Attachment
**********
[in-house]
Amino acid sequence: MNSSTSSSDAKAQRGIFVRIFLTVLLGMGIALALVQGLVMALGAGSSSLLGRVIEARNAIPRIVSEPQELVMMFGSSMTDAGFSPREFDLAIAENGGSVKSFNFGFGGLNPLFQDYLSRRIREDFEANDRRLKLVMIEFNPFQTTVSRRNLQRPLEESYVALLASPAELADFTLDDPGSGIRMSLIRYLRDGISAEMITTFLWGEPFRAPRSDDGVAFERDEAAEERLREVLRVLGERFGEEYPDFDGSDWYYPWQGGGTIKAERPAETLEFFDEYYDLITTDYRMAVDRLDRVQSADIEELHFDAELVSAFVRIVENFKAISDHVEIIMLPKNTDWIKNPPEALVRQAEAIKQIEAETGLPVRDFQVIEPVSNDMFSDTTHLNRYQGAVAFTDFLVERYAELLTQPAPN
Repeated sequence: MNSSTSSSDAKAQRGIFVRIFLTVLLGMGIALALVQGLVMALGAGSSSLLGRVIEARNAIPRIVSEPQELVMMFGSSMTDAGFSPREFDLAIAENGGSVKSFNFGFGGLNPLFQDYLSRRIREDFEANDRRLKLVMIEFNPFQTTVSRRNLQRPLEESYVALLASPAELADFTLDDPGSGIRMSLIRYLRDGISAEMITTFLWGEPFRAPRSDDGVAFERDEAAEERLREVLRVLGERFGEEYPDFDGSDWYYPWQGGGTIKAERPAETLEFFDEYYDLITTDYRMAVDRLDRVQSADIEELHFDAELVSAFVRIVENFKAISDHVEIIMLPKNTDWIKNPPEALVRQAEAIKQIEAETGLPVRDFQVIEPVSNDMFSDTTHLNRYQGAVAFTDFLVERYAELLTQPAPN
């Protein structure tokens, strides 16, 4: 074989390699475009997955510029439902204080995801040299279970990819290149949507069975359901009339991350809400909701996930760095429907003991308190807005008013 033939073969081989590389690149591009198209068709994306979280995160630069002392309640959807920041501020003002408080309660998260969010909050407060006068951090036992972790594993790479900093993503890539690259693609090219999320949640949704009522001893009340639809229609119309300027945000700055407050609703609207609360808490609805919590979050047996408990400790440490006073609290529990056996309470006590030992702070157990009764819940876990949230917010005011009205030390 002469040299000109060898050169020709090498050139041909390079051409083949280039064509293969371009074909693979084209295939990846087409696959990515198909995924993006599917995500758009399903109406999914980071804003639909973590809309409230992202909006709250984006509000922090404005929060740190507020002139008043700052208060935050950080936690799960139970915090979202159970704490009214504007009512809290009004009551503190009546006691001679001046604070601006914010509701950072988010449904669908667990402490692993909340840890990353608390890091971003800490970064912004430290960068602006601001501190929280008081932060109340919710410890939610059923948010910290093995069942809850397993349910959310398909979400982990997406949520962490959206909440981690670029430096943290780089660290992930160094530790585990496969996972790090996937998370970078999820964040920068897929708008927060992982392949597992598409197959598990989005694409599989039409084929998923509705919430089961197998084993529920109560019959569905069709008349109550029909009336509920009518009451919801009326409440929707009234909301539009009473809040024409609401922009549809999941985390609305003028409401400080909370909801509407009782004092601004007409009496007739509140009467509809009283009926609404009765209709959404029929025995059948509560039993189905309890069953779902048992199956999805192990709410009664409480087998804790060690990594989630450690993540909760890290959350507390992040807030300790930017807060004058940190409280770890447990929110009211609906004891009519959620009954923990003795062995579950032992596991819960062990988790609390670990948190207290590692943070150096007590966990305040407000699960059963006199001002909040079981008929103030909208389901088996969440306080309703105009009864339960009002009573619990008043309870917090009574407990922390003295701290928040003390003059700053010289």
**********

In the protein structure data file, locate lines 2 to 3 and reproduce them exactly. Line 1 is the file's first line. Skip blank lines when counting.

Amino acid sequence: MNSSTSSSDAKAQRGIFVRIFLTVLLGMGIALALVQGLVMALGAGSSSLLGRVIEARNAIPRIVSEPQELVMMFGSSMTDAGFSPREFDLAIAENGGSVKSFNFGFGGLNPLFQDYLSRRIREDFEANDRRLKLVMIEFNPFQTTVSRRNLQRPLEESYVALLASPAELADFTLDDPGSGIRMSLIRYLRDGISAEMITTFLWGEPFRAPRSDDGVAFERDEAAEERLREVLRVLGERFGEEYPDFDGSDWYYPWQGGGTIKAERPAETLEFFDEYYDLITTDYRMAVDRLDRVQSADIEELHFDAELVSAFVRIVENFKAISDHVEIIMLPKNTDWIKNPPEALVRQAEAIKQIEAETGLPVRDFQVIEPVSNDMFSDTTHLNRYQGAVAFTDFLVERYAELLTQPAPN
Repeated sequence: MNSSTSSSDAKAQRGIFVRIFLTVLLGMGIALALVQGLVMALGAGSSSLLGRVIEARNAIPRIVSEPQELVMMFGSSMTDAGFSPREFDLAIAENGGSVKSFNFGFGGLNPLFQDYLSRRIREDFEANDRRLKLVMIEFNPFQTTVSRRNLQRPLEESYVALLASPAELADFTLDDPGSGIRMSLIRYLRDGISAEMITTFLWGEPFRAPRSDDGVAFERDEAAEERLREVLRVLGERFGEEYPDFDGSDWYYPWQGGGTIKAERPAETLEFFDEYYDLITTDYRMAVDRLDRVQSADIEELHFDAELVSAFVRIVENFKAISDHVEIIMLPKNTDWIKNPPEALVRQAEAIKQIEAETGLPVRDFQVIEPVSNDMFSDTTHLNRYQGAVAFTDFLVERYAELLTQPAPN